Last April, after Danny Garcia and Lamont Peterson had just finished putting on a show in front of a packed house at the Barclays Center in a nationally televised main event, an unusual amount of spectators hung around after the final bell. Several bouts were scheduled to take place after the telecast was over, but one man in particular kept the boxing purists around. That night, Errol “The Truth” Spence Jr. knocked out Samuel Vargas in four rounds.
Fast forward a year, and it was Spence in the main event slot, knocking out experienced 147-pounder Chris Algieri in five rounds in front of over 7,000 fans at the Barclays Center on Saturday.
The result never seemed to be in question, as Spence overwhelmed the slower Algieri with blistering speed and thunderous shots to the head and body. Algieri fell to the canvas three times, with the first coming from a crisp left hand from Spence in the fourth round. Spence went back to the well in the next round, dropping Algieri with another crushing left hand. Up, but in serious danger, it was only a matter of time before Algieri dropped for the final time on yet another devastating left from Spence, causing referee Benjy Esteves Jr. to spare Algieri from further punishment. Now 20-0 with seven straight knockouts, Spence was all business in defeating a veteran who had survived 12 rounds with power punchers Ruslan Provodnikov and Manny Pacquiao.
“It meant a lot to get the stoppage,” Spence said to the press after the fight. “I did something Manny Pacquiao couldn’t do, nor Amir Khan. That shows where I’m at in the welterweight division. Everyone wanted to see what I could do against a proven fighter and I blew him out of the water.”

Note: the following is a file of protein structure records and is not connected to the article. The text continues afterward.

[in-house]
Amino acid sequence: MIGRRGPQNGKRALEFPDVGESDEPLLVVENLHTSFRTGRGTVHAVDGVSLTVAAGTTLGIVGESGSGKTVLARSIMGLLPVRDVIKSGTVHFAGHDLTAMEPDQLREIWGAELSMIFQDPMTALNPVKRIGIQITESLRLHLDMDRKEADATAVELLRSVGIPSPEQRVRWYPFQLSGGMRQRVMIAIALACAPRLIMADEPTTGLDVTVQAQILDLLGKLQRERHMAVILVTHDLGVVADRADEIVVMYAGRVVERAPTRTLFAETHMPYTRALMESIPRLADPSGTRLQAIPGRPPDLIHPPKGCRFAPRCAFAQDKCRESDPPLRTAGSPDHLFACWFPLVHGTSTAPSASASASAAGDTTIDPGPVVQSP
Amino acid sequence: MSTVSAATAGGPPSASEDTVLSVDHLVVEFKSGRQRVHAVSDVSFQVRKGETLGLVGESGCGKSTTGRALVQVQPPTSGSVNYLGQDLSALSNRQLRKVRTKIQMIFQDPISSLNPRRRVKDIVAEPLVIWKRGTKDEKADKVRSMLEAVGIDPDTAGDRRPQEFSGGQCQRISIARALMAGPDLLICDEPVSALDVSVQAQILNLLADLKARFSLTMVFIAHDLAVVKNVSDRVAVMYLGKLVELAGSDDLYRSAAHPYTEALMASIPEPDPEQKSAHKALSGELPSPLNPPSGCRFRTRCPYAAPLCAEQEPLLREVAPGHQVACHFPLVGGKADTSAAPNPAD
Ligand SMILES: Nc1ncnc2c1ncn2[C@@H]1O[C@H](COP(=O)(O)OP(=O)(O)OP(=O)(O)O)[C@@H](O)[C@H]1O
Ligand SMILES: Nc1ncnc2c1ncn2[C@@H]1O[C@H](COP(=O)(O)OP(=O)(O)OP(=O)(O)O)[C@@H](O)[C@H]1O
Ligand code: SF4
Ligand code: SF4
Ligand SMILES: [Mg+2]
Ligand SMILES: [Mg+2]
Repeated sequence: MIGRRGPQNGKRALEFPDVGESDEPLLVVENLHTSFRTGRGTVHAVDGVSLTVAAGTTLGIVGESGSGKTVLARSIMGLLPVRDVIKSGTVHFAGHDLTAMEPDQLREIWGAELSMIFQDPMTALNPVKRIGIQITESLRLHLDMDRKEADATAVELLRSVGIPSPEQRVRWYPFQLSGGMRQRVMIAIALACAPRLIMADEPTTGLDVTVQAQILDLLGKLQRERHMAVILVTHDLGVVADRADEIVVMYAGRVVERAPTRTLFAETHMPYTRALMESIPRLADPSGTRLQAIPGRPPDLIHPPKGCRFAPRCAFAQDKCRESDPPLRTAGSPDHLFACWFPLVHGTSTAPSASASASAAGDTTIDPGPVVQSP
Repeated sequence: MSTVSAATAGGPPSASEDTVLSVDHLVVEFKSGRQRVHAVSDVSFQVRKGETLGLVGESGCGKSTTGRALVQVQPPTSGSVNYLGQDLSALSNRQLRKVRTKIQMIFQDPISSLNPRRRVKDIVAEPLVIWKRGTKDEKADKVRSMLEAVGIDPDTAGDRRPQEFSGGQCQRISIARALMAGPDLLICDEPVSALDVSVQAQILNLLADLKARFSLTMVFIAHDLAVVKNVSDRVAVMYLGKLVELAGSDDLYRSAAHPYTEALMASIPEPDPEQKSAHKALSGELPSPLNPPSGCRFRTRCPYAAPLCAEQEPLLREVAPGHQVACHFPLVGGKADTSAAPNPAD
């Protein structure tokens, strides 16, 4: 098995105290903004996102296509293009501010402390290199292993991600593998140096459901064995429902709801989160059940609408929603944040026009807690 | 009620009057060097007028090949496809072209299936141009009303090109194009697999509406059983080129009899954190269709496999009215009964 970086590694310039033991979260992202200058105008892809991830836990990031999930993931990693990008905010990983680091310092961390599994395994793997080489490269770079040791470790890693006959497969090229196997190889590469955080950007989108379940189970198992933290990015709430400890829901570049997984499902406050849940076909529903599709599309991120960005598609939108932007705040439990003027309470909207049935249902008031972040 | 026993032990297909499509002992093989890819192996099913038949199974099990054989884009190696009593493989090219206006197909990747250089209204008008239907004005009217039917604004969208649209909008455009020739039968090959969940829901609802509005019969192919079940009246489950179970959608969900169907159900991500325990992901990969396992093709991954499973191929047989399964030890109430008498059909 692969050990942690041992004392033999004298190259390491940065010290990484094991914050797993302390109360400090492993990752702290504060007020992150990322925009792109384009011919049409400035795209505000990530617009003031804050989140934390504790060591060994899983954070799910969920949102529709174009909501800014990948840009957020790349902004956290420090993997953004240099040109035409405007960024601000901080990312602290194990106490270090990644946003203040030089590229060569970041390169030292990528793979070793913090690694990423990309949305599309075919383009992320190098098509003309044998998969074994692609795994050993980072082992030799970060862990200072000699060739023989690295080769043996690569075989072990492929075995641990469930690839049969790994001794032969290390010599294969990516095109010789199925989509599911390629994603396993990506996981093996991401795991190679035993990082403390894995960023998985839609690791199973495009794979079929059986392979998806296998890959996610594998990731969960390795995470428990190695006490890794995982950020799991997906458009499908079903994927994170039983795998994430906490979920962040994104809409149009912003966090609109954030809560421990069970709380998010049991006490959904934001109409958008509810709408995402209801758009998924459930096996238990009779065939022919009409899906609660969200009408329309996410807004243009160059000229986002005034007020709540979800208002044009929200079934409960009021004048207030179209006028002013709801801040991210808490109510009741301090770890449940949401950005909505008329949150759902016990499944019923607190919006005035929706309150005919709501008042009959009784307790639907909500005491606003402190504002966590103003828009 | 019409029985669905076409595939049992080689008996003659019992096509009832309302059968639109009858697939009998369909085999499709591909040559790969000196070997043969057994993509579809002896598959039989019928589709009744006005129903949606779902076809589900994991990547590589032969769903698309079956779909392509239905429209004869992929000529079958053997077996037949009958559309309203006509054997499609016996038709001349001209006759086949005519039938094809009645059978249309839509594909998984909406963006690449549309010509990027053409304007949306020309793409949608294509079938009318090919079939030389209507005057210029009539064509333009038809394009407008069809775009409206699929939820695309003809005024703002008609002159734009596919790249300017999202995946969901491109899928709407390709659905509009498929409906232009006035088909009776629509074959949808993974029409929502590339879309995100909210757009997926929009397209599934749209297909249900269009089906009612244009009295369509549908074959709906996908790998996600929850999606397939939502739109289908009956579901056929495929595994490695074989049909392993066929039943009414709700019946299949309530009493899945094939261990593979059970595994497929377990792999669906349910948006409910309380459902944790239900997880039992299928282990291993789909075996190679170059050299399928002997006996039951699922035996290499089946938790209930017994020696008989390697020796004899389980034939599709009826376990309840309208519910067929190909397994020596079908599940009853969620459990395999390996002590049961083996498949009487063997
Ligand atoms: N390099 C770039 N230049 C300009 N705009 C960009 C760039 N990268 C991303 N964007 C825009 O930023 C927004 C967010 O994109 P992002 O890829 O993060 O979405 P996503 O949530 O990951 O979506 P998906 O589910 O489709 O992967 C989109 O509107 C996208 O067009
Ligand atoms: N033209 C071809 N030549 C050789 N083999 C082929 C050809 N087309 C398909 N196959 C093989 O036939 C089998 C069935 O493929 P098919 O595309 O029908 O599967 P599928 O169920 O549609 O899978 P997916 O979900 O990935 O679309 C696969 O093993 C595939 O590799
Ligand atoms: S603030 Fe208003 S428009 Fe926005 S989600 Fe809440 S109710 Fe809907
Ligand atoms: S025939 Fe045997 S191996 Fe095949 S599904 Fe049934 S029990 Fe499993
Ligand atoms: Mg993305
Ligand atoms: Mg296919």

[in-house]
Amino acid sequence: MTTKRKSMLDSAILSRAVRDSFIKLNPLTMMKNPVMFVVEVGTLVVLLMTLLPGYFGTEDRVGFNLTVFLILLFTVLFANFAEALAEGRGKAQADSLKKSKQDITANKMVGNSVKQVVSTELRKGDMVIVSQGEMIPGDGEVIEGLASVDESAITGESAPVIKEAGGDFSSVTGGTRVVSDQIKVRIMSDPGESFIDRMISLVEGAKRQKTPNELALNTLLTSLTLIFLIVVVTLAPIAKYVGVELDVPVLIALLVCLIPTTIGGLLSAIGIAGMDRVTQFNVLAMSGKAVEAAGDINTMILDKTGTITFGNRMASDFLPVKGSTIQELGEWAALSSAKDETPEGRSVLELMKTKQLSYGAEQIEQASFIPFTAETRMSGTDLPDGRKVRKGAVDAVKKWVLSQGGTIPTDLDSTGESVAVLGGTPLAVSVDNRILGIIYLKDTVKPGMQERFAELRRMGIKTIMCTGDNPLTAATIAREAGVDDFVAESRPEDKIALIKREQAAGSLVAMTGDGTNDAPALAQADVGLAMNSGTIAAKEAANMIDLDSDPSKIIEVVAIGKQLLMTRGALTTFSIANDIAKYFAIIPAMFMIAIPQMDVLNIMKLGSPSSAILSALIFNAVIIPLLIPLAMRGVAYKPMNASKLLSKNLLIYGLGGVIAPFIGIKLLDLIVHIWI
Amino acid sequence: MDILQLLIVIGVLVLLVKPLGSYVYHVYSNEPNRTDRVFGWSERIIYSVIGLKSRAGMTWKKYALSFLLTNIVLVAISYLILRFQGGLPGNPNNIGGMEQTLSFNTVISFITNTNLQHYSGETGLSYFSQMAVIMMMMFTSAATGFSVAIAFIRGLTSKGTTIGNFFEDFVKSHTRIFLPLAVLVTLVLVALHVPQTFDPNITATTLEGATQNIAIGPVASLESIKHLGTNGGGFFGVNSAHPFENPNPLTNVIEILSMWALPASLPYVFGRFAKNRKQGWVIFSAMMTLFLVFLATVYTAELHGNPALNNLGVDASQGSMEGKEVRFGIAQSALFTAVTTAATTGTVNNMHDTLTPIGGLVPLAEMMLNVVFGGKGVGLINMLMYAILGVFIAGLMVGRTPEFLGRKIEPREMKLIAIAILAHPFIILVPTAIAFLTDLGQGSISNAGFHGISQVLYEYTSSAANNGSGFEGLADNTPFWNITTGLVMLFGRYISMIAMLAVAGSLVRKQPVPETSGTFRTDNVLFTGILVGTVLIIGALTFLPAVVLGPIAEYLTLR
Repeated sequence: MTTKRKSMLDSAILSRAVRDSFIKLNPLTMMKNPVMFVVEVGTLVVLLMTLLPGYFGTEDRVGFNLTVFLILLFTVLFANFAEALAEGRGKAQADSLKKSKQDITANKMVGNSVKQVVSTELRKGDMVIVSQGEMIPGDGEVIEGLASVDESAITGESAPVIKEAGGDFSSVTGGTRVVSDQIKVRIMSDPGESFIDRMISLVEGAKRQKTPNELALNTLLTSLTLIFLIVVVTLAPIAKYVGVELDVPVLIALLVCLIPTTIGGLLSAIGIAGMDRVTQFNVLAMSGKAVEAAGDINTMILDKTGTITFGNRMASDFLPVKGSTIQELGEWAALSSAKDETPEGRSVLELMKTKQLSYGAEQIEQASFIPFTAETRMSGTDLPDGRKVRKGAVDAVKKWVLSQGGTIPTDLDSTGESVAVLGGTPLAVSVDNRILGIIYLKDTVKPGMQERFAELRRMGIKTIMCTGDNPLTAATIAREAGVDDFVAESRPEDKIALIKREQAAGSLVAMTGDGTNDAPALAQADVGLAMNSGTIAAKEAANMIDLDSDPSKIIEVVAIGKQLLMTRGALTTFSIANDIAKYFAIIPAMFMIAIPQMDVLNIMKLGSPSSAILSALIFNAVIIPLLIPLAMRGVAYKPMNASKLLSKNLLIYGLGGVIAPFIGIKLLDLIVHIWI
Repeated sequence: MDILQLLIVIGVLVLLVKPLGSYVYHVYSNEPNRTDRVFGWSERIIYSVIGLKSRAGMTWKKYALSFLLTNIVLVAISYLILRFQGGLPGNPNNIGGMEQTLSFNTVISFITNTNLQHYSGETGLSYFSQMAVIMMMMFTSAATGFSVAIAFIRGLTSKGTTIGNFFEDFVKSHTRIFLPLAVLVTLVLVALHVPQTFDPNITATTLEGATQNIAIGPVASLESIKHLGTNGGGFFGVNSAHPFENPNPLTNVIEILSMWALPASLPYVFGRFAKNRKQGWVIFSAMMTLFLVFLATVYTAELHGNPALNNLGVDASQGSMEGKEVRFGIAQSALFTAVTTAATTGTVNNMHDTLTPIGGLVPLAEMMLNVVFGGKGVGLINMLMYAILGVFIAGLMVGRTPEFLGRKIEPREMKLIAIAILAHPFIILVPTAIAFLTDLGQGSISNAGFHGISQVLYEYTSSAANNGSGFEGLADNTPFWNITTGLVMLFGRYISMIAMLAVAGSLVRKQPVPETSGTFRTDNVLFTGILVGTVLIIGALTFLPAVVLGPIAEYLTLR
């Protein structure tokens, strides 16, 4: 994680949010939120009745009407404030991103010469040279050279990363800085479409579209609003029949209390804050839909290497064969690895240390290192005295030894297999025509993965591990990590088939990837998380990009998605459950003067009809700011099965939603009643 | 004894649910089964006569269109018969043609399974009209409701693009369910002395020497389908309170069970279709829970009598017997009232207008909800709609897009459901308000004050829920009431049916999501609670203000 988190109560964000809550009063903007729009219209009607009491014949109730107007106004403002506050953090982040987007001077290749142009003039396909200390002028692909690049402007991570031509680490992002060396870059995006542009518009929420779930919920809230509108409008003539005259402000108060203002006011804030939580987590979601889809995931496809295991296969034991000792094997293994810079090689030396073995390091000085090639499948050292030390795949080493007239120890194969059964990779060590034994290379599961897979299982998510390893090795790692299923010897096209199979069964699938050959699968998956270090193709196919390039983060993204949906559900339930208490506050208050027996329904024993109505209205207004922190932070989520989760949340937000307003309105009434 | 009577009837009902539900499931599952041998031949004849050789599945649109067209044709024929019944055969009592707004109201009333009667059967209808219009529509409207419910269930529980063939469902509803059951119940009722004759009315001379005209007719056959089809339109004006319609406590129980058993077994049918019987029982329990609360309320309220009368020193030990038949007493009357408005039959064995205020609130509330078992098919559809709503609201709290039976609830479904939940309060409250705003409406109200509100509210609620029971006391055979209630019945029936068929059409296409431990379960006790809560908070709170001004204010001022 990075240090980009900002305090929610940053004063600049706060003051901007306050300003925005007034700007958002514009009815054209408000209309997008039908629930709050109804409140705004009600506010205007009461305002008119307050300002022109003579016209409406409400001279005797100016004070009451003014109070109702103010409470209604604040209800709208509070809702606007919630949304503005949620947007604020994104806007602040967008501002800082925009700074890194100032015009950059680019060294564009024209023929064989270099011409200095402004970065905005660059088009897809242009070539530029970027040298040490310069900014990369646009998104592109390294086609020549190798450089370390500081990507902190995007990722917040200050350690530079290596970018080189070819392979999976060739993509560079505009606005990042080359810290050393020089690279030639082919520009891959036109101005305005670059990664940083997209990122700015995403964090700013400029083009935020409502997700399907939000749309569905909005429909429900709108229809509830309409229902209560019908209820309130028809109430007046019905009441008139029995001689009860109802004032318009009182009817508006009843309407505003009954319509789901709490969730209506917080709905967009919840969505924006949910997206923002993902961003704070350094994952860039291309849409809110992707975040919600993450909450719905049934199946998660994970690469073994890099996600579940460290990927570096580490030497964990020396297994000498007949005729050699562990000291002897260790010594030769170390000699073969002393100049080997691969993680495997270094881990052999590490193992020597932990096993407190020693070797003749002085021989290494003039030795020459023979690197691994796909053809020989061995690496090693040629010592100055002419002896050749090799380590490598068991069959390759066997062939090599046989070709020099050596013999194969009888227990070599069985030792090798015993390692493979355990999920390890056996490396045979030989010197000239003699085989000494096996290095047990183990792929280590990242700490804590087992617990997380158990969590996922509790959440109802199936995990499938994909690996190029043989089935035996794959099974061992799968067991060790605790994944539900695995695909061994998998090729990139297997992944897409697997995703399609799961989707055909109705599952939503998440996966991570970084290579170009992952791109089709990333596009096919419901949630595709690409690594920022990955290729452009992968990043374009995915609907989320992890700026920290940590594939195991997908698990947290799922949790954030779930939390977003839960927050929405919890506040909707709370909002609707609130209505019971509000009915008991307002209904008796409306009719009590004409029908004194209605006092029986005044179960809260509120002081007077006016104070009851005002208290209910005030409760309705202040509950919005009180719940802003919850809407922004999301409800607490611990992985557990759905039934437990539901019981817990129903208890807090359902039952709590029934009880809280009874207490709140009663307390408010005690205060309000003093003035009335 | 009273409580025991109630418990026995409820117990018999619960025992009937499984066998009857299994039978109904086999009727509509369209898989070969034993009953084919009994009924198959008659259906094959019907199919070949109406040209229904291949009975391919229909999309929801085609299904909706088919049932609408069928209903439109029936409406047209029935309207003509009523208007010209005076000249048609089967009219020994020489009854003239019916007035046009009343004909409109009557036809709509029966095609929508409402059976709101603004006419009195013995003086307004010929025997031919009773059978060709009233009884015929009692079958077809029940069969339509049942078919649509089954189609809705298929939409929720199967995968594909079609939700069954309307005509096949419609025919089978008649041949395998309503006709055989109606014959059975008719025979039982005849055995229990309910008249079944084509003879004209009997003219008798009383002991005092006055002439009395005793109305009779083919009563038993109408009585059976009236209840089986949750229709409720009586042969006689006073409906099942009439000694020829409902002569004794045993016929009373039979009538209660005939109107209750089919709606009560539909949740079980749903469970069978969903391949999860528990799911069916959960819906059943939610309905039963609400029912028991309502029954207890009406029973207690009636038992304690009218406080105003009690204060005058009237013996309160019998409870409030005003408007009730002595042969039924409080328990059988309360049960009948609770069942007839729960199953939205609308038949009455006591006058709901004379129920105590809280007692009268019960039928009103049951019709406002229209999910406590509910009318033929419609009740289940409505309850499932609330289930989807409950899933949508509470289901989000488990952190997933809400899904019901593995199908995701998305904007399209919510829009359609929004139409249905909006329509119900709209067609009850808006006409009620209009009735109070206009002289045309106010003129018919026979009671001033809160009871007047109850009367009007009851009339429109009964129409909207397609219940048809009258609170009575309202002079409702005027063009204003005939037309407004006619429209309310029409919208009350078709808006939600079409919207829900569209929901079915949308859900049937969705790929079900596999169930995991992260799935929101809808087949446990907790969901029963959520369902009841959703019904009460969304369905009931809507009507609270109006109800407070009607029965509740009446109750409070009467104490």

Spence thoroughly outclassed Algieri statistically. Outnumbering Algieri in total punches with a 31-17 percent advantage, Spence was even more dominant in power punches, landing 41 percent. Algieri, who feared being seen as a stepping stone in the fight, looked the part on Saturday.
“He’s a hungry young lion,” Algieri said of Spence post-fight. “He will be a great champion one day. He brought some good stuff tonight. He stayed composed and that was a big part of it. I caught him with some good shots that he definitely felt. He caught me as I was switching in between strategies.”
After proving himself on the main stage, Spence has his sights set across the pond, as he is the mandatory challenger for Kell Brook’s 147-pound IBF belt.
“I want a title fight next,” Spence said. “Hopefully, it’s Kell Brook, I’m his mandatory and I want him.”
Three fights including Spence’s victory were televised on NBC Saturday. In the night’s first bout, cruiserweight titlist Krzysztof Glowacki outclassed a gutsy Steve Cunningham en route to an exciting 12-round unanimous decision victory. Though Cunningham refused to stop coming forward, Glowacki, who was coming off of wrist surgery, tagged him time after time with left hands as his strong Polish fan base cheered him on from the stands. Cunningham was dropped four times, including once as the final bell approached.
“Power and precision is my trademark, Glowacki said. “That’s always been my game. I was a little bit reluctant because of the surgery, but I got more comfortable as the fight went on.”
In other action, heavyweight Marcus Browne scored a controversial split decision win over undefeated challenger Radivoje Kalajdzic. The crowd’s reaction was mixed, but Browne, who dropped once, believed he deserved the win to keep his record unblemished.
“I thought it should have been unanimous,” Browne said. “I feel like he won two rounds at most. Every time he caught me, I always answered back.”
However, the night belonged to Spence, who has rapidly established himself as a potential force in the welterweight division and was able to do so in front of family and friends.
“My family doesn’t get to see my fight live a lot so it was great for my Long Island family to be here and watch me put on a great show,” Spence said. “Seeing the looks on their faces was amazing.”
Email Michael Thompson at [email protected]